It was there that I discovered milkweeds and touch-me-nots for the first time. I got close to hawks, geese, ducks, deer, rabbits and foxes and came to appreciate the simple beauty of these animals. I felt safe as I walked through these fields with the tall, dry grasses that gently brushed against my arms and left burrs on my trouser legs. I took in that smell of the turning leaves and wondered if anyone else noticed it or if it was just I who had taken a moment to drink it all in.
These days felt like they would last forever, but the autumn turned into winter, which eventually became the spring and summer. I faced another October and the cycle would start again and again until the earth movers came and started carving out the new roads the summer before Allen K. moved away. I wouldn't have the occasion to play in those fields again. Even though there were other fields, they just didn't seem as magical as this one.
The memory of the land and the adventures lives in my heart and every now and then, on days like today when the weather is just right, I remember... and I am young again.
“THE CAT CAME BACK IN”: A CODA FOR THIS INTERESTING WEEK
We have a new president and we need to make sure that we cooperate with him to make sure all our needs are met. Similarly, we need to be a giant pain in the ass to the government in general because this whole “Republicans in all three branches” thing doesn’t work. It also doesn’t work if it’s all Democrats in those branches, just so you know. We also need to make sure to keep on all our elected officials to do the right thing and not be obstructionists when it comes to getting legislation passed. We should also not be doormats and let the Republicans get their way. That nonsense is why things don’t work. I am going to be a massive pain in the ass for the next four years because I do want change. I get that we all needed a big change (and don’t start on Obama—he did a pretty admirable job considering the giant mess that Bush left behind and the fact that the Republicans kept blocking things). I don’t necessarily think that we went about it the right way.
A little history…
I’ve never liked Donald Trump and I’ve never had any respect for him. I haven’t liked him for 35 years, so he needs to earn my respect. Why? He’s conducted himself without any dignity and he’s spent those years coming off as a bully, an idiot and an asshole. I’m not apologising for that ‘cos he really does. I’m pretty sure the guys I know who supported Trump wouldn’t appreciate it if I spoke of their wives or mothers using some of the pearls from Trump’s phrasebook. Maybe I should try as an experiment… or not.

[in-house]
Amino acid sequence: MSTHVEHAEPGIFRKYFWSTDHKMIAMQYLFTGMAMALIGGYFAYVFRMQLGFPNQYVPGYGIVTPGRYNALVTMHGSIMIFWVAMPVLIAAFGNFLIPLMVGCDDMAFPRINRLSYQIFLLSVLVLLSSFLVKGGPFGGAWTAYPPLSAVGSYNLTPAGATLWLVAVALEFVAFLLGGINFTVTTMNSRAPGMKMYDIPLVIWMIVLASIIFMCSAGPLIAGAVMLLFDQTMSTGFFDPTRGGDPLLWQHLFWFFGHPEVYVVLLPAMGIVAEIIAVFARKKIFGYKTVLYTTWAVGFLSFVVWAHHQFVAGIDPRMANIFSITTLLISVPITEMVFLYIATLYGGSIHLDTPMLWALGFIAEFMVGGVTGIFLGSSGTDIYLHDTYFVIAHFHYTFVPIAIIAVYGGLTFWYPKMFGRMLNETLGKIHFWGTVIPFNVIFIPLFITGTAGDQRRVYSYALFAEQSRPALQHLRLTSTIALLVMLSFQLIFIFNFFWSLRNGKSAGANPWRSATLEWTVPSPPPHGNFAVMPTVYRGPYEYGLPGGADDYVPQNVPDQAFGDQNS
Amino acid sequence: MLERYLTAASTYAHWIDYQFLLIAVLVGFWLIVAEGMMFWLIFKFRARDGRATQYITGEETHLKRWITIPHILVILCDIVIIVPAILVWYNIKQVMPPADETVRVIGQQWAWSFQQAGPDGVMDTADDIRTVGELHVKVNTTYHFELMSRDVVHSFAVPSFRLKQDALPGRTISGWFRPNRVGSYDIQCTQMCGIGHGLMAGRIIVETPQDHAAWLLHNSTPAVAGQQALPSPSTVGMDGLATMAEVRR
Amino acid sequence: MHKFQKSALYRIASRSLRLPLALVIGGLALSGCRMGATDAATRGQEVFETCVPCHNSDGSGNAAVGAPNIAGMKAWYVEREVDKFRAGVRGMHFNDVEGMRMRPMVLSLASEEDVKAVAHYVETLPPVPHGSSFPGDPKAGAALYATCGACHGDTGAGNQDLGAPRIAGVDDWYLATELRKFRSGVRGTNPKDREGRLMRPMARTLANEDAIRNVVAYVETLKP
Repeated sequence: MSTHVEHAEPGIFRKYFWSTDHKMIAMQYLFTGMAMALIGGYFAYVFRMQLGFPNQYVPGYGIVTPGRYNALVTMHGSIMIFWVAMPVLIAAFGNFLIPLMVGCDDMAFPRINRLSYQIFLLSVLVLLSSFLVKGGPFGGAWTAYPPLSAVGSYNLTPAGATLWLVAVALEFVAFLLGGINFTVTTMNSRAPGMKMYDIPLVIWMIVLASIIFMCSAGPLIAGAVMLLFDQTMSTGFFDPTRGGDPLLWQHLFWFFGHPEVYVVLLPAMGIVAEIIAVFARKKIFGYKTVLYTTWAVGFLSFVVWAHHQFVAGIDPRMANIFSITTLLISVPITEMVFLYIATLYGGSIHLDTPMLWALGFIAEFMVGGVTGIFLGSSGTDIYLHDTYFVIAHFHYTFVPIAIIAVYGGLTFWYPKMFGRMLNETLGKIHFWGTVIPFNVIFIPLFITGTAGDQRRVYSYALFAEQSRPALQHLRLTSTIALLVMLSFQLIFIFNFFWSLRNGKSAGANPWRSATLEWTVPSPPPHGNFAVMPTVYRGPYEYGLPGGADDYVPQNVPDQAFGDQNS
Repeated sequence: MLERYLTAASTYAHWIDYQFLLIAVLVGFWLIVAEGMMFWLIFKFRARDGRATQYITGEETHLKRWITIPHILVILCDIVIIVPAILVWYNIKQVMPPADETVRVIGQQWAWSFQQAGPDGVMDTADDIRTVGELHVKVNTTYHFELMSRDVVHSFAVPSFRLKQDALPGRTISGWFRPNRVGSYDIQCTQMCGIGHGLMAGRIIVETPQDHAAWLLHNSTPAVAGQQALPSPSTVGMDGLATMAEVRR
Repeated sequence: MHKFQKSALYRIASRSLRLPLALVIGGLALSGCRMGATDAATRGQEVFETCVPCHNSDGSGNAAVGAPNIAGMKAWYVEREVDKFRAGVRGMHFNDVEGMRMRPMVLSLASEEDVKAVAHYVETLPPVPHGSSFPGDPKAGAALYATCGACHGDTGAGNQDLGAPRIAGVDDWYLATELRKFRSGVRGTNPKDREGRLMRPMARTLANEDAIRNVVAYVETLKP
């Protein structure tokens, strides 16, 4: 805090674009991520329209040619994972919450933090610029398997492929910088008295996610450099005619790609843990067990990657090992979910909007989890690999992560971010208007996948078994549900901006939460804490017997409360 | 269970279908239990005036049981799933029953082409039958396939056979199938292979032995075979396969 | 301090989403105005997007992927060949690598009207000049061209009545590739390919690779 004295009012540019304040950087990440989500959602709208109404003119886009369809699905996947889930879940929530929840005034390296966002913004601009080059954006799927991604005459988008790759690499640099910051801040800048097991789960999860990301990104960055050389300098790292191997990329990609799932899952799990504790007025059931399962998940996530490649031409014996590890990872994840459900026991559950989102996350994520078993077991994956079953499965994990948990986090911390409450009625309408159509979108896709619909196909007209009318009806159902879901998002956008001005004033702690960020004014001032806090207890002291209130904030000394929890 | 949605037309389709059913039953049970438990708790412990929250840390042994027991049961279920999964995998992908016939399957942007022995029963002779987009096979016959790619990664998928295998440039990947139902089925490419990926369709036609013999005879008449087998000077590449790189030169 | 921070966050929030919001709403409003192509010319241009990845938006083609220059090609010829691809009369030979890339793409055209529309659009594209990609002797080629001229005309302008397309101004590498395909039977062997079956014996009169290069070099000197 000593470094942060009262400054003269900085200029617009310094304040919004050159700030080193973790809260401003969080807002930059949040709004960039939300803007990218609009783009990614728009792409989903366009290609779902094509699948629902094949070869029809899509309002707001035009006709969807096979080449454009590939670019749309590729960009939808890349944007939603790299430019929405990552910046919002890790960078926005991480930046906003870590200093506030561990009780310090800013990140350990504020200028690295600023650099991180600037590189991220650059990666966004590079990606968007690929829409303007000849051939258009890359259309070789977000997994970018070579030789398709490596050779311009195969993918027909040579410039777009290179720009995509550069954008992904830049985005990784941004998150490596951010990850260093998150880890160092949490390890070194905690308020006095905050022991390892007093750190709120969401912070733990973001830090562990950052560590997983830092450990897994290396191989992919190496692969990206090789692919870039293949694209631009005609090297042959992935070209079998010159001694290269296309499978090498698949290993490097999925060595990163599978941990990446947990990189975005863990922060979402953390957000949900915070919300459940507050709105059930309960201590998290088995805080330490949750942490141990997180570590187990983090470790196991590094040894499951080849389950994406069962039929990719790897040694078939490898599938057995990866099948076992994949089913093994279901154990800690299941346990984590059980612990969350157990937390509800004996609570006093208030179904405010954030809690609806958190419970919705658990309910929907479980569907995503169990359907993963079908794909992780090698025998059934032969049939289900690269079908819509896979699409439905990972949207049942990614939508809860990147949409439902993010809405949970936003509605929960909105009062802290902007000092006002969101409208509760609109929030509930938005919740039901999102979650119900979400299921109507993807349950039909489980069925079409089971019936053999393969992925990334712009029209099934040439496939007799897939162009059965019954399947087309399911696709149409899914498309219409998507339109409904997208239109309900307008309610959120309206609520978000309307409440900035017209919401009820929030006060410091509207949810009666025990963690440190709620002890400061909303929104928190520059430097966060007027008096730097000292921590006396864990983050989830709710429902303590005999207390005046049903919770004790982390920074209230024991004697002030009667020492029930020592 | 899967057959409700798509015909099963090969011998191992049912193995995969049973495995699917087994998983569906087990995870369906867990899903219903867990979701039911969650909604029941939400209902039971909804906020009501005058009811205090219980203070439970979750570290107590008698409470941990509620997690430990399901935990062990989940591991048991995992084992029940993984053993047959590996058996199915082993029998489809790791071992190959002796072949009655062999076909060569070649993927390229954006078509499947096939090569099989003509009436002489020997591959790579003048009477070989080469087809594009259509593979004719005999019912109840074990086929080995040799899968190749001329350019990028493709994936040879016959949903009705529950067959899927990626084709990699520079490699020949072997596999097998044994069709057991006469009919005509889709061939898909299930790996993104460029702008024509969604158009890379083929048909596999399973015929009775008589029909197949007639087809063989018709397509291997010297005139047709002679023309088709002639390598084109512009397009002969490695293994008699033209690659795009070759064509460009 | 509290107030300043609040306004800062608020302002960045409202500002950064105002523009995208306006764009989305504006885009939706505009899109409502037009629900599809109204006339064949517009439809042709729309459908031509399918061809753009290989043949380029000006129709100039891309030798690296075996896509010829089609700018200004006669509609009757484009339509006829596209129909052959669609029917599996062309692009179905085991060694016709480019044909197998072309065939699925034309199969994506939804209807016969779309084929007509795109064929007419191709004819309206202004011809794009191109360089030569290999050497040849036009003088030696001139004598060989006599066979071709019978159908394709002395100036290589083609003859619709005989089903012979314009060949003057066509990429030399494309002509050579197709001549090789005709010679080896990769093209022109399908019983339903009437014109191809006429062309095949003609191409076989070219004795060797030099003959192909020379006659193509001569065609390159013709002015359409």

Like I said, we have a new president. While I don’t think that we should completely worry about President Trump at this particular moment, we need to be concerned about the stuff that he brought in with him. Not into the government per se, but what he brought in during his campaign and is now starting to take hold after his election.
I’d like to equate it to this scenario:
The family cat got out and the kids were worried that something bad happened to him. Mom and dad waited and waited for the cat to come to the door so they could let him back in and all would be right in the world. Unfortunately, mom and dad got tired and maybe weren’t thinking their plan through 100%. They left the door open all night so when the cat came back to the house, it would come back in and didn’t run away again. Hurrah! The next morning kitty cat was back in the house and everyone was happy. They were happy until they realised that the open door let in a skunk, a couple raccoons, a bunch of leaves and maybe some pieces of garbage. We are so lucky that it didn’t let in a thief or a murderer! Sure, we got something we wanted, but inadvertently we also got a few things we didn’t want so much. I hope we didn’t want those things.
President Trump is a wait-and-see situation and I am willing to wait and see what happens. I can be OK with that. What I can’t be OK with is the fact that his tone and his language managed to tap into the worst of the worst in our society and gave them an implied call to arms. The reason we marginalised people are afraid of this presidency is because of hateful groups that intend to do them harm if given the opportunity. This isn’t just speculation, you see. On Twitter, former Ku Klux Klan leader David Duke was simultaneously orgasming and losing control of his bowels because of the Trump win—saying that it was time to take America back. I don’t think that’s a good sign. Do you? This is kind of scary if you are not white. Or heterosexual. I was treated to some really neat words from a woman I identified in a conversation as “white”, “straight”, “married”, “having a husband and children”. She was offended by this and then said that I was pervert, an abomination and that my marriage was a joke. I didn't think that the things I said about her were name-calling, but simply a statement of fact. So, thank you for illustrating my point so beautifully. Really, “thank you.”